The Frances Barkman Homes were run by the Australian Jewish Welfare Society (AJWS). From the late 1930s, the Society used a Balwyn mansion, Larino, to accommodate Jewish children migrating from Germany and Austria, including survivors of the Holocaust. In the 1960s, the Society shifted its model of care towards family group homes in the Caulfield area. Frances Barkman Homes closed around 1992.
In the late 1930s, the Australian Jewish Welfare Society (AJWS) leased a mansion known as 'Larino', to be used as a home for Jewish children migrating from Germany and Austria.
The mansion was located at 23 Maleela Avenue, Balwyn, on the corner of Whitehorse Road.
Frances Barkman had been the first to propose the immigration of Jewish children to the Executive of the AJWS in late 1938. In February 1939, the AJWS formally requested the Australian government to grant visas to 750 Jewish children over the next three years.
In March, the Australian government responded, however begrudgingly, agreeing to accept 250 children a year. The department stressed that these children were to be included in the total of 15,000 Jewish immigrants over 3 years that the Government had agreed to accept in December 1938.
The historian Rodney Benjamin writes:
Conscious that allowing children into the country without their parents would lead to a later demand for family reunion, the Commonwealth terms were for orphans in the true meaning of the term; that both parents were dead.
The Home had capacity for 40 children, and Barkman's original plan was for children to stay at Larino for 3 months and then be boarded out, to be replaced by the next group of 40 children.
In July 1939, 17 German children arrived in Melbourne, on the Orama. They had travelled in the care of Dr Erna Falk, described in the press as a 'children's specialist' from Berlin. Dr Falk was the first matron at Larino. On the day after their arrival, the children were enrolled at the local Balwyn State School.
The Argus reported that most of the children had parents still in Germany. Frances Barkman, secretary of the AJWS in 1939, helped the children to settle in at Larino, and then departed, carrying in her bag 'dozens of letters to parents to tell of safe and happy arrivals'.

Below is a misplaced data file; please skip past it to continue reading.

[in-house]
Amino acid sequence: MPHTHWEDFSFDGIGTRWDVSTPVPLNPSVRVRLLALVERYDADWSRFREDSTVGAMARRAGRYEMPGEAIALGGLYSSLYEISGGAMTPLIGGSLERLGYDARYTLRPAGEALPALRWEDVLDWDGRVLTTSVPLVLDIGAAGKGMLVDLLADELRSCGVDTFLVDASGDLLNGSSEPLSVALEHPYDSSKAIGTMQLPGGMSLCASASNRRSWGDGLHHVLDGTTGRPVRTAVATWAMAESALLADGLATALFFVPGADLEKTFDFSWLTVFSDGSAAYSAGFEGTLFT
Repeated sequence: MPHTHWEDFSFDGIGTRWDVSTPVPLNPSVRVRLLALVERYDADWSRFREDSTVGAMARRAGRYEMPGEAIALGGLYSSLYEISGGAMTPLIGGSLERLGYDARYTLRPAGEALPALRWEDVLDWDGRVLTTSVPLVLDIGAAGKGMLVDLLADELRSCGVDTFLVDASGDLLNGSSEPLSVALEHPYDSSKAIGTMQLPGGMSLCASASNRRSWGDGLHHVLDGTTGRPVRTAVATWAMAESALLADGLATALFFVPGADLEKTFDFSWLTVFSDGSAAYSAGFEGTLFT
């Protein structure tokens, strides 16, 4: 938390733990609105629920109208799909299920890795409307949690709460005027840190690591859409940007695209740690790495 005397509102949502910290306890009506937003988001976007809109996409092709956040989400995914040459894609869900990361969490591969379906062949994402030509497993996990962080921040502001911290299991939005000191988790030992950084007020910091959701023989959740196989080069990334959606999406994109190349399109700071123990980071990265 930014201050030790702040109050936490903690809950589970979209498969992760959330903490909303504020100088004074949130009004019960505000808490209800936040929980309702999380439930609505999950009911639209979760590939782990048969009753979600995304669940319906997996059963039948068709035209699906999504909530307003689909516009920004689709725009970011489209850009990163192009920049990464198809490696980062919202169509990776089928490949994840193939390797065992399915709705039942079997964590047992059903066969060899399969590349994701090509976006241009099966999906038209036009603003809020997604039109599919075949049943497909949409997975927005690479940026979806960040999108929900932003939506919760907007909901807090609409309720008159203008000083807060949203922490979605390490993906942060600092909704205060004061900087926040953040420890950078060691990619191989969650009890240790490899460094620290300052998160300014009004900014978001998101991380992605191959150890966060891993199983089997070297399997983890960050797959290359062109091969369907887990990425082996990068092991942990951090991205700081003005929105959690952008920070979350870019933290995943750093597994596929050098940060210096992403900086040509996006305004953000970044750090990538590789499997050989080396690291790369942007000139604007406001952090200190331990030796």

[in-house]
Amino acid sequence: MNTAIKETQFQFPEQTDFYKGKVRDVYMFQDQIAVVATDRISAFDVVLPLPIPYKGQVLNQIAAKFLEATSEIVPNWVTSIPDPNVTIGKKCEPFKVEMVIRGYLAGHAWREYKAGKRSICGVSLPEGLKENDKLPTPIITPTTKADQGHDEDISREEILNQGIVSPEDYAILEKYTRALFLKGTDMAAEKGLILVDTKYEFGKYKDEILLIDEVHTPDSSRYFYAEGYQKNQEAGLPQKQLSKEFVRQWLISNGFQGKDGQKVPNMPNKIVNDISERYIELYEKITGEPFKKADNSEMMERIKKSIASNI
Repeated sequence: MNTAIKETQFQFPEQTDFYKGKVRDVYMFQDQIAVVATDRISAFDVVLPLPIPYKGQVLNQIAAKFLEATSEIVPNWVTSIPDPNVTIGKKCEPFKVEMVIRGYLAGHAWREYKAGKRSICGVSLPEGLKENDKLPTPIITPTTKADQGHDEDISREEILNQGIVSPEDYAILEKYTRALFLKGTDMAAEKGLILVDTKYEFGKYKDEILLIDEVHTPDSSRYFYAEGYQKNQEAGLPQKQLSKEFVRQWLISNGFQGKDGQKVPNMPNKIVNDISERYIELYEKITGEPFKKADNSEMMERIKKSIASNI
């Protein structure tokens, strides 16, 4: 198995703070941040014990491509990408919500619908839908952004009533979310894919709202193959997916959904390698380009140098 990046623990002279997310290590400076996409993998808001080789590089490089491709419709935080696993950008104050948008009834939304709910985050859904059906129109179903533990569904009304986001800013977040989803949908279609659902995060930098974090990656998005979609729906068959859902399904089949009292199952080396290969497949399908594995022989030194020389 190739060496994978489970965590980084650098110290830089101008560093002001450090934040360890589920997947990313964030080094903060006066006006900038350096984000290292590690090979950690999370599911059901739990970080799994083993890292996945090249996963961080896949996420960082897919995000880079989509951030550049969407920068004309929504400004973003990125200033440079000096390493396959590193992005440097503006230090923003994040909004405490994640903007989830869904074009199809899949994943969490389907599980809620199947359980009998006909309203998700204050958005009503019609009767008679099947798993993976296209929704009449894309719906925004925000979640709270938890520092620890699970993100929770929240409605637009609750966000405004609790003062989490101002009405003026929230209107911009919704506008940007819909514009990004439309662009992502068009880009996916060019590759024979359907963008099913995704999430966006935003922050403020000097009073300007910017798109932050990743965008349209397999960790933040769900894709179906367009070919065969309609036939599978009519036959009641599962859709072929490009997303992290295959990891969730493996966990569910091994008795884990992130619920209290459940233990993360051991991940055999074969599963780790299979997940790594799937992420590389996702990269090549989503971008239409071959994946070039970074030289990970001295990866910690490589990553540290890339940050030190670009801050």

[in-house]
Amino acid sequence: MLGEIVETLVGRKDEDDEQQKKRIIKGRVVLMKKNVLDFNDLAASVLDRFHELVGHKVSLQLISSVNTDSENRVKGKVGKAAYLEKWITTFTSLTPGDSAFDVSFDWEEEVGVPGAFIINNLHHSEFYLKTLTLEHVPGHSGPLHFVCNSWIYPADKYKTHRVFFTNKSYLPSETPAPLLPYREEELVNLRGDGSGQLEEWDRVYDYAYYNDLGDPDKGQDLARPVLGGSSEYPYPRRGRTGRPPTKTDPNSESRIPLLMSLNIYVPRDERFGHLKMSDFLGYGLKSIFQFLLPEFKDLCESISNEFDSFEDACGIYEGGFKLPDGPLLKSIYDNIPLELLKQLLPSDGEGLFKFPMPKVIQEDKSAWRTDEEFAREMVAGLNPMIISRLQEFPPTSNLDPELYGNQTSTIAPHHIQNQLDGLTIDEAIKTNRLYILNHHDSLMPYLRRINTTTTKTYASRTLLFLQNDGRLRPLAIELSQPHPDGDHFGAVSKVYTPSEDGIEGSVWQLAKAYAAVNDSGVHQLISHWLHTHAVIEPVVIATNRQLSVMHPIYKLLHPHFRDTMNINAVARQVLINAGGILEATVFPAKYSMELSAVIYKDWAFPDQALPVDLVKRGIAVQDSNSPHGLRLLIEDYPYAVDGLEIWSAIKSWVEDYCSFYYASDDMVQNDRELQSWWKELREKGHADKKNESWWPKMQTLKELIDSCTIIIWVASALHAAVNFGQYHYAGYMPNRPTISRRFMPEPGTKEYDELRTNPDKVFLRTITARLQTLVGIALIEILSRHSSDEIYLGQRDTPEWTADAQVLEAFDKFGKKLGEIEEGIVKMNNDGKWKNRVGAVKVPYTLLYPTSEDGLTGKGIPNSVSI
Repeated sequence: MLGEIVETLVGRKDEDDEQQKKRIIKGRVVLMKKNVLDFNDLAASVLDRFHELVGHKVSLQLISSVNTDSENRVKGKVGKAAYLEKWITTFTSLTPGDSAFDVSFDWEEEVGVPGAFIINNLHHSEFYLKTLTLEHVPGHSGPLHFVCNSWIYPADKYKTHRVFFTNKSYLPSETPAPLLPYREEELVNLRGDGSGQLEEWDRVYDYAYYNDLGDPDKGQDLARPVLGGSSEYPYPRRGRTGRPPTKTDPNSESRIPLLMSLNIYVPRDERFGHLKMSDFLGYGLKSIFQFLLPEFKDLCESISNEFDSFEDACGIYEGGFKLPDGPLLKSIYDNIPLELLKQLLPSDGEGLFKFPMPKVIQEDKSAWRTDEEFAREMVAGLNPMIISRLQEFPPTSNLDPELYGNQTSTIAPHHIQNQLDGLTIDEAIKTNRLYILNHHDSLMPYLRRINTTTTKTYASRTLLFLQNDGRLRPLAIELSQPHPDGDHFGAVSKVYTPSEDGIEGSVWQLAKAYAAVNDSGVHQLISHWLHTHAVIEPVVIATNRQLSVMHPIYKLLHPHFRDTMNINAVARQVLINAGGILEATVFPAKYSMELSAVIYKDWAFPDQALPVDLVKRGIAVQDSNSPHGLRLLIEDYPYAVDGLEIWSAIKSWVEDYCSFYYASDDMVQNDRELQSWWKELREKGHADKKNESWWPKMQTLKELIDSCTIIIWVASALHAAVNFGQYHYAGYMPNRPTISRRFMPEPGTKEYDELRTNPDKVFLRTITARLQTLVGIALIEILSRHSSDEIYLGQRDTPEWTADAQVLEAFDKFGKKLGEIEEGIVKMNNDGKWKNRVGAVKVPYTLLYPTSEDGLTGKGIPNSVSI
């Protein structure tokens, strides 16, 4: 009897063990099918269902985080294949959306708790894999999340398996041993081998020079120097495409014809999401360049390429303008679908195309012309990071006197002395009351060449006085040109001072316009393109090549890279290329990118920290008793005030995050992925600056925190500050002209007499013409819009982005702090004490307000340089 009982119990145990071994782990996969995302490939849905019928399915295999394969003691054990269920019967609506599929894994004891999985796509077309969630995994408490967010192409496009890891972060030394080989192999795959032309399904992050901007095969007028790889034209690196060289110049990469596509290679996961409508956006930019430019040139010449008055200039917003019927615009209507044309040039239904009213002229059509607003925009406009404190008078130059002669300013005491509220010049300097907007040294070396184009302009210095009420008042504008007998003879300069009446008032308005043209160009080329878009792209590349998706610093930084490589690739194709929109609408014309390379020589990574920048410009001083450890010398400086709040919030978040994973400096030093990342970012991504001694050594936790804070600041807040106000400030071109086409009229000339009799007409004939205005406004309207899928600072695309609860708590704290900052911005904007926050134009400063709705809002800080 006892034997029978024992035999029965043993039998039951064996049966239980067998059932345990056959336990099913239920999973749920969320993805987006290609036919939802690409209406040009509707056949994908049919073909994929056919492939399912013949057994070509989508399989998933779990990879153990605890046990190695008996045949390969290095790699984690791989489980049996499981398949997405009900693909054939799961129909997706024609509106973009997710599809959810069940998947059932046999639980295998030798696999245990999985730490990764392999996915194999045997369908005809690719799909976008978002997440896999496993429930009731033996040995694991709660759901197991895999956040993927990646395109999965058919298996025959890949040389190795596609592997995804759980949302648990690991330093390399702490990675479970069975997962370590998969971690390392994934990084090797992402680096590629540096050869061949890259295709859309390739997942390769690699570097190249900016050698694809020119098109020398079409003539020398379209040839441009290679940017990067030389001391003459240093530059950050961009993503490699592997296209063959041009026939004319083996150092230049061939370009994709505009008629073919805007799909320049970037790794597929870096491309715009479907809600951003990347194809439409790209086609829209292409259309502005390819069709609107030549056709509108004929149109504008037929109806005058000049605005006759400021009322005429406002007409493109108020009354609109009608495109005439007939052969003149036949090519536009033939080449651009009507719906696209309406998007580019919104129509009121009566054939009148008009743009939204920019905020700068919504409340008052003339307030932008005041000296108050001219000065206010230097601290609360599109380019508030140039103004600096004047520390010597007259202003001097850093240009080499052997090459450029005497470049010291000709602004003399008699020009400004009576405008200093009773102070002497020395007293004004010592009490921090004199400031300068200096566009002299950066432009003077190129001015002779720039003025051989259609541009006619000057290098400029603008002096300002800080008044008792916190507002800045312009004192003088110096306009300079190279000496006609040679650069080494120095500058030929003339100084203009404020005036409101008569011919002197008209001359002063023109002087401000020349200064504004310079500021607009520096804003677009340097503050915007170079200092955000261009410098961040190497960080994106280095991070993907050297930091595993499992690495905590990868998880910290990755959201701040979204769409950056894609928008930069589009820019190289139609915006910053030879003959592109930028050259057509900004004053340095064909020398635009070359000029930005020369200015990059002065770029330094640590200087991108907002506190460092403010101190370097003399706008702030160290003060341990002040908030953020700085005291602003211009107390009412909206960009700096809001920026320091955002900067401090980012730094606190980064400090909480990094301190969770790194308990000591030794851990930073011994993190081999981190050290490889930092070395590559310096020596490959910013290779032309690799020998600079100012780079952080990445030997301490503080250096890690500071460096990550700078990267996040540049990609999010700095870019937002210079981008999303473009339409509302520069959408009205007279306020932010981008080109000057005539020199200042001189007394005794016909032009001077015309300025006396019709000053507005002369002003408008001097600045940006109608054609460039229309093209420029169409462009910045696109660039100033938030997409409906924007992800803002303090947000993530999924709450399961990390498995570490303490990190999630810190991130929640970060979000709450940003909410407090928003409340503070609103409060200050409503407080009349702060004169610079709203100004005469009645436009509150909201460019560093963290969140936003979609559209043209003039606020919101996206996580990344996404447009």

This group of German children included George Dreyfus, who became a famous composer. His piece 'Larino, safe haven' was written about his experiences as a child, and to celebrate 'plain, naked survival'. Over 50 years after his arrival in Melbourne, Dreyfus reflected on Larino:
There isn't much left of the Larino Children's Home at the corner of Whitehorse Road and Maleela Avenue in Balwyn. The dark red brick fence is still there, always looking as if it's about to fall down. When passing I sometimes get out of the car and give it a bit of a pat, a mixture of reassuring 'hold in there, old fellow' and 'thank you for saving my life'.
The stately old mansion - it was the same colour as the brick fence - is long gone, replaced by an obviously upmarket retirement home. Larino was to have been pulled down before the war, but at the last moment Samuel Meyers bought it on behalf of the Australian Jewish Welfare Society. The space was needed for the 17 German-Jewish children, including my brother Richard and myself, already on the high seas on board His Majesty's Ship Orama. We children were fleeing Nazi Germany, alone, no relatives - in fact most of the children were never to see their parents again.
With the outbreak of the War disrupting the AJWS's migration activities, these 17 children were the only group of war refugees to be cared for at Larino. As no more were able to follow them, the children stayed on at Larino.
Miss Ursula Kaye became matron in 1941. She remained at the Home until 1946.
The Society purchased the property after the War to accommodate orphaned child survivors of the War and the Holocaust, as well as immigrant children in need of care.
In 1948, the Home was named in the memory of Frances Barkman, who had died in 1946. In January 1948, there were 15 children at the Home, and the Society was expecting the arrival of survivor children from Belsen. At the end of 1949, there were 23 children at the Home.
A new building was constructed at the site in the early 1960s. In 1964, in line with contemporary thinking, the Society began a shift towards family group homes. Three family group homes were opened in the Caulfield area, known as Frances Barkman Homes.
The houses were situated in Aroona Road, Howitt Street and Glen Eira Road in Caulfield.
The building at Balwyn was sold to the Victorian government in 1964, where the state-run Illoura Children's Home was established.
In the late 1970s, the home in Glen Eira Road was converted for use as a hostel for the intellectually disabled. In 1984, the Aroona Road property became a community and residential unit for Jewish children, aged up to 18 years, with intellectual and physical disabilities.
Frances Barkman Homes closed around 1992.
Sources used to compile this entry: German children make their home in Melbourne, The Argus, 25 July 1939, 7 pp, http://nla.gov.au/nla.news-article11261066; New home for refugees, The Argus, 22 July 1939, 13 pp, http://nla.gov.au/nla.news-article11242352; Benjamin, Rodney, 'A Serious Influx of Jews': a history of Jewish welfare in Victoria, Allen & Unwin, St Leonards, 1998; Children in the Frances Barkman House [Image]; Dreyfus, George, 'My Melbourne: Larino, safe haven', in eMelbourne: the city past and present, The University of Melbourne, 2008, http://www.emelbourne.net.au/biogs/EM00842b.htm.
Prepared by: Cate O'Neill
Created: 9 July 2009, Last modified: 30 October 2018